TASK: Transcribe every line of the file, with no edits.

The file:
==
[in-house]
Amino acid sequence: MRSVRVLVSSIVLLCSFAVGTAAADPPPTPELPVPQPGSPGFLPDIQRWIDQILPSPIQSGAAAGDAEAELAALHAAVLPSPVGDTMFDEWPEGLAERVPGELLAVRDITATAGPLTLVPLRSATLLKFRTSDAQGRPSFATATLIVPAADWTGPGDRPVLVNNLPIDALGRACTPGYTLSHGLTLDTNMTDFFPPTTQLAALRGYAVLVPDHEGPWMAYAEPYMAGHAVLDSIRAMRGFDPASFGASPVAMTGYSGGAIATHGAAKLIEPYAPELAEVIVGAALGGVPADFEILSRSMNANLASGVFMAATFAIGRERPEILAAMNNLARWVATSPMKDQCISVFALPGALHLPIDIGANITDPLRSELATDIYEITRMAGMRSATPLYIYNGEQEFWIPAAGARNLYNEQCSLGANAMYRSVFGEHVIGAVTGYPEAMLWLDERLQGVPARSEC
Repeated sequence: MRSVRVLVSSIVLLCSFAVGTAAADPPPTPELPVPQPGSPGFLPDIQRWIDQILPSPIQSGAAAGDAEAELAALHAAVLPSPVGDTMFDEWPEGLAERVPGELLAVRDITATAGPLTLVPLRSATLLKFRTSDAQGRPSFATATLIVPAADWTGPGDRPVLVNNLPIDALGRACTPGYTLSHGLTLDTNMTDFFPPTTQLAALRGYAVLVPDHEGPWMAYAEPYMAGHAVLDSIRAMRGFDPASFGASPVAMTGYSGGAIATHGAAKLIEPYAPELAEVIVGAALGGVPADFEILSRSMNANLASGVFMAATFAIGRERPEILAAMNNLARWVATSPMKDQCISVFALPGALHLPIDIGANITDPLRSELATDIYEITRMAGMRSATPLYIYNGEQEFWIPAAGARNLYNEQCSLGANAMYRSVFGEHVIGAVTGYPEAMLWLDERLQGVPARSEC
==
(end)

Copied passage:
[in-house]
Amino acid sequence: MRSVRVLVSSIVLLCSFAVGTAAADPPPTPELPVPQPGSPGFLPDIQRWIDQILPSPIQSGAAAGDAEAELAALHAAVLPSPVGDTMFDEWPEGLAERVPGELLAVRDITATAGPLTLVPLRSATLLKFRTSDAQGRPSFATATLIVPAADWTGPGDRPVLVNNLPIDALGRACTPGYTLSHGLTLDTNMTDFFPPTTQLAALRGYAVLVPDHEGPWMAYAEPYMAGHAVLDSIRAMRGFDPASFGASPVAMTGYSGGAIATHGAAKLIEPYAPELAEVIVGAALGGVPADFEILSRSMNANLASGVFMAATFAIGRERPEILAAMNNLARWVATSPMKDQCISVFALPGALHLPIDIGANITDPLRSELATDIYEITRMAGMRSATPLYIYNGEQEFWIPAAGARNLYNEQCSLGANAMYRSVFGEHVIGAVTGYPEAMLWLDERLQGVPARSEC
Repeated sequence: MRSVRVLVSSIVLLCSFAVGTAAADPPPTPELPVPQPGSPGFLPDIQRWIDQILPSPIQSGAAAGDAEAELAALHAAVLPSPVGDTMFDEWPEGLAERVPGELLAVRDITATAGPLTLVPLRSATLLKFRTSDAQGRPSFATATLIVPAADWTGPGDRPVLVNNLPIDALGRACTPGYTLSHGLTLDTNMTDFFPPTTQLAALRGYAVLVPDHEGPWMAYAEPYMAGHAVLDSIRAMRGFDPASFGASPVAMTGYSGGAIATHGAAKLIEPYAPELAEVIVGAALGGVPADFEILSRSMNANLASGVFMAATFAIGRERPEILAAMNNLARWVATSPMKDQCISVFALPGALHLPIDIGANITDPLRSELATDIYEITRMAGMRSATPLYIYNGEQEFWIPAAGARNLYNEQCSLGANAMYRSVFGEHVIGAVTGYPEAMLWLDERLQGVPARSEC